Psychologists will complain about the loose use of terms such as "schizophrenia" and "multiple personality" to describe Charlie's condition. They can stand in line with all other offended special interest groups. PETA will gripe about the scene when Charlie/Hank pumps six bullets into a cow. Anybody speaking up for albinos and breast-feeders will wait their turn.

Introducing Irene Waters to the mix is an unavoidable mistake. Nothing against Renee Zellweger and her crinkle-eyed appeal but this role is bland, more plot trouble than it's worth. Irene is a traffic offender Charlie is assigned to return to upstate New York, allowing the Farrellys to employ their favorite device, the road trip.

Fair enough. It worked well in Dumb and Dumber, Kingpin and There's Something About Mary. This time, the filmmakers are compelled to introduce danger to the formula with a lame crime subplot. Irene knows something about some environmental scandal that never is explained. A crooked cop (Chris Cooper) and her former boyfriend involved with the case want to silence her permanently.

That stuff is a nuisance. The purpose of this movie is Charlie's crush on Irene and what Hank can do to muck it up. These standard action devices are clumsy excuses to keep everybody moving.

The Farrellys' films usually are packed with scene-stealing supporting roles, such as Bill Murray in Kingpin, Harland Williams in There's Something About Mary or Lin Shaye in almost anything they made. Me, Myself & Irene is lacking in this regard, another sign that rewrites were in order.

The only breakouts here are Charlie's triplet sons in name and affection only. They're actually African-Americans resulting from his wife's affair. It's a sight gag escalating into overused absurdity when they grow up into Ivy League candidates debating physics and speaking German with uninhibited obscenity. Are the Farrellys poking fun at the idea of intelligent black people or hip-hop profanity? The Farrelly brothers don't care as long as we laugh.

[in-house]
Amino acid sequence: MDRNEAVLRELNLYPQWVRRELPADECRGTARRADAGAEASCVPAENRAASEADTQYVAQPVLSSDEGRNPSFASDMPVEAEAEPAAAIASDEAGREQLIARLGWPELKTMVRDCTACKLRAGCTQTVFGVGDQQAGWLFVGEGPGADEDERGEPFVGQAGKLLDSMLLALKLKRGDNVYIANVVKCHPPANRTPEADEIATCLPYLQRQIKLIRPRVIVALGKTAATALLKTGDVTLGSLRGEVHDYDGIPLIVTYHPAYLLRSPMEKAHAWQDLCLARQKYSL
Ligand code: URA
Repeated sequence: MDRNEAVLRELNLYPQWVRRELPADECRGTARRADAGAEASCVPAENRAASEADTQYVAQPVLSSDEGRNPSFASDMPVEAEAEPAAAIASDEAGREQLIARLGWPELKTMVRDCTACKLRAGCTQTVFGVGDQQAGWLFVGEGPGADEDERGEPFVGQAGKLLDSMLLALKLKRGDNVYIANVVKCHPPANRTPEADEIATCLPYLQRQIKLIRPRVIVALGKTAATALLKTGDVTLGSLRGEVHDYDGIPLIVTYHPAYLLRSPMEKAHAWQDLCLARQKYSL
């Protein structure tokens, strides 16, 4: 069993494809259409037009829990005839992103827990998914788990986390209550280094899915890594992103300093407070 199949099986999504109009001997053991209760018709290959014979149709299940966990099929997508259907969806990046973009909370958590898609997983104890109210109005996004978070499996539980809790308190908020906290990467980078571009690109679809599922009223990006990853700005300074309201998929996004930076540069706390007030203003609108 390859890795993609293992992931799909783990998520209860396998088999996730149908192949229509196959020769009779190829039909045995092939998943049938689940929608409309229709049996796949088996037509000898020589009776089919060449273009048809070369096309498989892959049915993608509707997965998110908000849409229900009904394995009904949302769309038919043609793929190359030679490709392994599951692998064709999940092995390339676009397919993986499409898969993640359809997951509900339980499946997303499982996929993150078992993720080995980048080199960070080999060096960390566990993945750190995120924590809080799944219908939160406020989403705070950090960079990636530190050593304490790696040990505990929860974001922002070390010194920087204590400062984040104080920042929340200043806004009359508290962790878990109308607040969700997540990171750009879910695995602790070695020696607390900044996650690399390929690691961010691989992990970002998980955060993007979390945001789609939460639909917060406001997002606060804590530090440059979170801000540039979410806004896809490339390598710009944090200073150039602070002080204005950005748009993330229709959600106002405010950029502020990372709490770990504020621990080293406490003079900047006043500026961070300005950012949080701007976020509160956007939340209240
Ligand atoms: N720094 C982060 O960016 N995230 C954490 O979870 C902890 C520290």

Me, Myself & Irene can making a viewer ashamed to do that. Or perhaps you sense some higher artistic merit in seeing a man with a chicken crammed where a chicken shouldn't be. That unpleasant sight is forever committed to memory. But who really wants to remember, or use it to describe in mixed company why you enjoy this movie?

Whether they like it or not, the Farrellys should realize that more is expected of them now than uncontrollable urination and playing Joker race cards. Pushing the envelope is easy. Pulling an audience into cherishing cruelty is hard. They can remain tasteless, and we can still enjoy them. Just as long as they peek out from under that lampshade once in a while and give us a little wink.

Me, Myself & Irene

  • Grade: B-
  • Directors: Peter Farrelly, Bobby Farrelly
  • Cast: Jim Carrey, Renee Zellweger, Chris Cooper, Robert Forster, Richard Jenkins
  • Screenplay: Peter Farrelly, Bobby Farrelly, Mike Cerrone
  • Rating: R; profanity, violence, sexual situations
  • Running time: 115 min.